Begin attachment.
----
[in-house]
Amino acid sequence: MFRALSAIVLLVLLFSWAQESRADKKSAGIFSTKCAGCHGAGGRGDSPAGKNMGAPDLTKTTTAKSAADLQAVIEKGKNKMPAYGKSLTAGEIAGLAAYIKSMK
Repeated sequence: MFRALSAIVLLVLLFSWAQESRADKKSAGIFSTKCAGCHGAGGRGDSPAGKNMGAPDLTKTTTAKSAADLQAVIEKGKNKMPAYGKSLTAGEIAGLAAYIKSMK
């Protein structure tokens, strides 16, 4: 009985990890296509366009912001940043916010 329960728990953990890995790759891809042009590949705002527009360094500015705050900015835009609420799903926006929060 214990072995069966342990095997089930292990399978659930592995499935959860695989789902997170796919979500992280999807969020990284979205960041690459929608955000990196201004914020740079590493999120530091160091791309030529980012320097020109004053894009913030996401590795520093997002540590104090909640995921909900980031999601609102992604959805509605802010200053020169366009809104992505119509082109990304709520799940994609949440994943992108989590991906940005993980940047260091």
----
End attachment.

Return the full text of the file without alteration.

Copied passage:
[in-house]
Amino acid sequence: MFRALSAIVLLVLLFSWAQESRADKKSAGIFSTKCAGCHGAGGRGDSPAGKNMGAPDLTKTTTAKSAADLQAVIEKGKNKMPAYGKSLTAGEIAGLAAYIKSMK
Repeated sequence: MFRALSAIVLLVLLFSWAQESRADKKSAGIFSTKCAGCHGAGGRGDSPAGKNMGAPDLTKTTTAKSAADLQAVIEKGKNKMPAYGKSLTAGEIAGLAAYIKSMK
């Protein structure tokens, strides 16, 4: 009985990890296509366009912001940043916010 329960728990953990890995790759891809042009590949705002527009360094500015705050900015835009609420799903926006929060 214990072995069966342990095997089930292990399978659930592995499935959860695989789902997170796919979500992280999807969020990284979205960041690459929608955000990196201004914020740079590493999120530091160091791309030529980012320097020109004053894009913030996401590795520093997002540590104090909640995921909900980031999601609102992604959805509605802010200053020169366009809104992505119509082109990304709520799940994609949440994943992108989590991906940005993980940047260091």